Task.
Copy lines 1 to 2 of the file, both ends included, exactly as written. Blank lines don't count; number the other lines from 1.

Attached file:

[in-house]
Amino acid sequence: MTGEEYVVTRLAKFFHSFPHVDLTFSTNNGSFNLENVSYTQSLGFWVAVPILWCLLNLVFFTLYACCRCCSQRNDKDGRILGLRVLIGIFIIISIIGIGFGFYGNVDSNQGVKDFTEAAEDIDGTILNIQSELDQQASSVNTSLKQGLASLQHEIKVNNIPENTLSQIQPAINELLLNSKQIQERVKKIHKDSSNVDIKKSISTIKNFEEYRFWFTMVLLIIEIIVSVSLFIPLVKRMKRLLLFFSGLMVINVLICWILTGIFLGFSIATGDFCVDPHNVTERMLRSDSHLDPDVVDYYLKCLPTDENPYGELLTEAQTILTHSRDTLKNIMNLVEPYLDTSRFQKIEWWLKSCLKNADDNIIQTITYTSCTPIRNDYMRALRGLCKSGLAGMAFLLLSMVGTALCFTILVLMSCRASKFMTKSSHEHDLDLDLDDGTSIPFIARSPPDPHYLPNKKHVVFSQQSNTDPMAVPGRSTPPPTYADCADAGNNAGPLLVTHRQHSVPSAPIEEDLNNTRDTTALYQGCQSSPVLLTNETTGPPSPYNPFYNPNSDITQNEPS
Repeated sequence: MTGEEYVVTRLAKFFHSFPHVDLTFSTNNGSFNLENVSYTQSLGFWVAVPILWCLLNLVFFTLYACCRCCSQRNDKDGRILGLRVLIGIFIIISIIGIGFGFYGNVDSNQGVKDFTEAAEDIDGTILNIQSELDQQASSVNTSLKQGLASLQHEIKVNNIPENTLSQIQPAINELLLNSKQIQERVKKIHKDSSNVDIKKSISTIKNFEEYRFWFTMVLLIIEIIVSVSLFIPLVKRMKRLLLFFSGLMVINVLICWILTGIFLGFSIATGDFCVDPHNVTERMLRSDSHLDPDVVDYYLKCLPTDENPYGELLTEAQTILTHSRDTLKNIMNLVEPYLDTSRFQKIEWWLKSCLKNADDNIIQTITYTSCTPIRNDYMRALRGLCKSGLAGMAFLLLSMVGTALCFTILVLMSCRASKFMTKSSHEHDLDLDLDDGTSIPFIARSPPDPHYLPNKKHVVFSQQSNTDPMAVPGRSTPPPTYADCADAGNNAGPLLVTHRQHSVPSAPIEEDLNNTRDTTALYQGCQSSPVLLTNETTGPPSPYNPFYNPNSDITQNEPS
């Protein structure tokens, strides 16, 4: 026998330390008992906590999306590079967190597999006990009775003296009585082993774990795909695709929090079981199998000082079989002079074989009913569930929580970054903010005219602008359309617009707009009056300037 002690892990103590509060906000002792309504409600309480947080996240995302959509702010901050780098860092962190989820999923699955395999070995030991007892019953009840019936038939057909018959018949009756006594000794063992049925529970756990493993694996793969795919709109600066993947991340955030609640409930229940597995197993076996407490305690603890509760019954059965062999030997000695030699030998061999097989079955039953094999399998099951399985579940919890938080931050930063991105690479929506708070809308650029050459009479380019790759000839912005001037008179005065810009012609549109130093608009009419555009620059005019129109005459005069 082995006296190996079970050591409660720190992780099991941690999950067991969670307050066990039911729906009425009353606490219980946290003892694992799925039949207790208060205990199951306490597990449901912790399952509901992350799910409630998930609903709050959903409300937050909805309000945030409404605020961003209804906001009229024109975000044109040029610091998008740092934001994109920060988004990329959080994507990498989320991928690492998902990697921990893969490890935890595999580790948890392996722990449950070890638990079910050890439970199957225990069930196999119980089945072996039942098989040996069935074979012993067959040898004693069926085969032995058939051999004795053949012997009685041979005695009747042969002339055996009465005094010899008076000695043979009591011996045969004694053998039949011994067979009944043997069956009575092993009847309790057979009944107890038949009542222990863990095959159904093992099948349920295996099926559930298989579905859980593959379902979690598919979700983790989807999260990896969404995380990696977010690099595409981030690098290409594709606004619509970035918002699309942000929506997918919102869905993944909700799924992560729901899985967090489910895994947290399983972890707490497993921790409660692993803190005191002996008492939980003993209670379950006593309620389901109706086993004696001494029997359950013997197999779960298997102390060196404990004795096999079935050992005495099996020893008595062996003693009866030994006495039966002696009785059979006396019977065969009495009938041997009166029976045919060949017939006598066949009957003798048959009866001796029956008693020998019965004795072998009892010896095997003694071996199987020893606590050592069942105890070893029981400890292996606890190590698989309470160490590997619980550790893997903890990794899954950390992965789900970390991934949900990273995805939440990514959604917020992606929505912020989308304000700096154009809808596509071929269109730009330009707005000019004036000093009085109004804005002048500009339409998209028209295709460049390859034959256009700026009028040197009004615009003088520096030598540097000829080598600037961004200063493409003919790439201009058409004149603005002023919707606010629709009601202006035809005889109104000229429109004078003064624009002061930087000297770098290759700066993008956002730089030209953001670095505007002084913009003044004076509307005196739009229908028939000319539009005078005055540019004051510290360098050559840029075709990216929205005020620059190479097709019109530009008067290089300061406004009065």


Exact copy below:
[in-house]
Amino acid sequence: MTGEEYVVTRLAKFFHSFPHVDLTFSTNNGSFNLENVSYTQSLGFWVAVPILWCLLNLVFFTLYACCRCCSQRNDKDGRILGLRVLIGIFIIISIIGIGFGFYGNVDSNQGVKDFTEAAEDIDGTILNIQSELDQQASSVNTSLKQGLASLQHEIKVNNIPENTLSQIQPAINELLLNSKQIQERVKKIHKDSSNVDIKKSISTIKNFEEYRFWFTMVLLIIEIIVSVSLFIPLVKRMKRLLLFFSGLMVINVLICWILTGIFLGFSIATGDFCVDPHNVTERMLRSDSHLDPDVVDYYLKCLPTDENPYGELLTEAQTILTHSRDTLKNIMNLVEPYLDTSRFQKIEWWLKSCLKNADDNIIQTITYTSCTPIRNDYMRALRGLCKSGLAGMAFLLLSMVGTALCFTILVLMSCRASKFMTKSSHEHDLDLDLDDGTSIPFIARSPPDPHYLPNKKHVVFSQQSNTDPMAVPGRSTPPPTYADCADAGNNAGPLLVTHRQHSVPSAPIEEDLNNTRDTTALYQGCQSSPVLLTNETTGPPSPYNPFYNPNSDITQNEPS